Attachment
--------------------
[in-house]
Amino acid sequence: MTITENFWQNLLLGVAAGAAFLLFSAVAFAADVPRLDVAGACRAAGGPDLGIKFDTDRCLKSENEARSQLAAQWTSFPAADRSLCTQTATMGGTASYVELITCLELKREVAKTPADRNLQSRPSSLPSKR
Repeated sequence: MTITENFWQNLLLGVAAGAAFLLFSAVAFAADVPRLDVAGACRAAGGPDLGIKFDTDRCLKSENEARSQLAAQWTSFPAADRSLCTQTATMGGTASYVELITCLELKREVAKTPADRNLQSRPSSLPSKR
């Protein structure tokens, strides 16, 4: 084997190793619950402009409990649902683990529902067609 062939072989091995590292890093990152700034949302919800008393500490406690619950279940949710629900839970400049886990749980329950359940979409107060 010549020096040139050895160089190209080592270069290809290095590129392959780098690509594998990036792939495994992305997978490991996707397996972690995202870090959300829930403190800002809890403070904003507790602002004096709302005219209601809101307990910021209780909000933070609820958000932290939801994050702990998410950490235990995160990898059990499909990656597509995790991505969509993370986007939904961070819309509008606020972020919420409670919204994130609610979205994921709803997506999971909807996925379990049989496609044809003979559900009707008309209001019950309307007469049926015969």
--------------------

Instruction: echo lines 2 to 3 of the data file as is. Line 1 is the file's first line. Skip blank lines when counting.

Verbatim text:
Amino acid sequence: MTITENFWQNLLLGVAAGAAFLLFSAVAFAADVPRLDVAGACRAAGGPDLGIKFDTDRCLKSENEARSQLAAQWTSFPAADRSLCTQTATMGGTASYVELITCLELKREVAKTPADRNLQSRPSSLPSKR
Repeated sequence: MTITENFWQNLLLGVAAGAAFLLFSAVAFAADVPRLDVAGACRAAGGPDLGIKFDTDRCLKSENEARSQLAAQWTSFPAADRSLCTQTATMGGTASYVELITCLELKREVAKTPADRNLQSRPSSLPSKR